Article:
TYPE: Two-seat all weather and night interceptor
ACCOMMODATION: Pilot and radar operator
POWER PLANT: Two Daimler-Benz DB 603A-2, rated at 1,726 hp each
PERFORMANCE: 400 mph at 17,400 ft
COMMENT: The Dornier Do 335 “Pfeil” (“Arrow”) was a WW II heavy fighter built by the Dornier Company. The Do 335s performance was much better than other twin-engine designs due to its unique push-pull configuration and the lower aerodynamic drag of the in-line alignment of the two engines. It was Germany’s Luftwaffe fastest piston-engine aircraft of World War II. The Luftwaffe was desperate to get the design into operational use, but delays in engine deliveries meant that only a handful were delivered before the war ended.
In early 1944 the Do 335 was scheduled to begin mass construction, with the initial order of 120 preproduction aircraft to be manufactured by DWF (Dornier-Werke Friedrichshafen) to be completed no later than March 1946. This number included a number of bombers, destroyers (heavy fighters), and several yet to be developed variants. At the same time, DWM (Dornier-Werke München) was scheduled to build over 2000 Do 335s in various models, due for delivery in March 1946 as well.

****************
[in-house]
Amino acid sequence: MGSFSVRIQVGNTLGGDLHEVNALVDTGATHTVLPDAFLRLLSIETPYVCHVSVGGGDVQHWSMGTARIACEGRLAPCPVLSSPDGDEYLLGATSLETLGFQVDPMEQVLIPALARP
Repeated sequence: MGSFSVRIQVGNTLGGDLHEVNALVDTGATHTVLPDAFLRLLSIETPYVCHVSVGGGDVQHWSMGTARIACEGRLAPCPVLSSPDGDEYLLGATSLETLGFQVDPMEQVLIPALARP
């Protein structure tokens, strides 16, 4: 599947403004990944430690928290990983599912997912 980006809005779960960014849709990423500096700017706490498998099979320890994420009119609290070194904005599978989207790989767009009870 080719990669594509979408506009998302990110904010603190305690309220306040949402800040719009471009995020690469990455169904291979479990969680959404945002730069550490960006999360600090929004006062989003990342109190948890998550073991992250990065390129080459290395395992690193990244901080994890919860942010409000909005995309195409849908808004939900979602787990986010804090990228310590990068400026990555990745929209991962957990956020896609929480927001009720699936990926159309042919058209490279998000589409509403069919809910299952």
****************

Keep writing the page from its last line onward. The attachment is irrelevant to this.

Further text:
While the Dornier Do 335A-1 assembly line at Oberpfaffenhofen was struggling to overcome delays in deliveries of power plants, airscrews, radio equipment and sub-contracted components and assemblies, a number of “Versuchs” (Test) machines for other “Pfeil” subtypes joined the test programme, these including the first two seat models, the Do 335A-6 bad-weather and night interceptor and the Do 335A-12 trainer..
The Dornier Do 335 V10 was the first prototype for the Do 335A-6 radar-equipped two set all weather and night interceptor in which a second cockpit for the radar operator was inserted aft and above the normal cockpit. In order to provide space for the additional cockpit the fuel tankage was drastically revised, the weapon bay being deleted and its space utilized for fuel, fuselage tankage being increased substantially. Cannon armament remained unchanged, but a FuG 101a radio altimeter was
introduced together with FuG 217J-2 “Neptun” intercept radar with wing-mounted antennae. Exhaust flame damping tubes for the fore and aft engines added their measure of drag to that provides by the second cockpit and the radar antennae, and normal loaded weight increased by app. 500 kg. Performance accordingly fell by 10 per cent, but whereas the Do 335 V10 had Daimler-Benz DB 603A-2 engines, the production Do 335 A-6 was intended to have DB 603E engines with provision for methanol-water injection (MW 50) for power boosting below the rated altitude of power plants. Provision was to be made in the wings for two MW 50 tanks, power being boosted to 2,400 hp at sea level per engine.
Production of the Dornier Do 335A-6 night and all-weather fighter had been transferred to the Heinkel factory at Vienna, but despite high priority allocated to the program, circumstances prevented the necessary jigs and tools being assembled (Ref: 7, 12).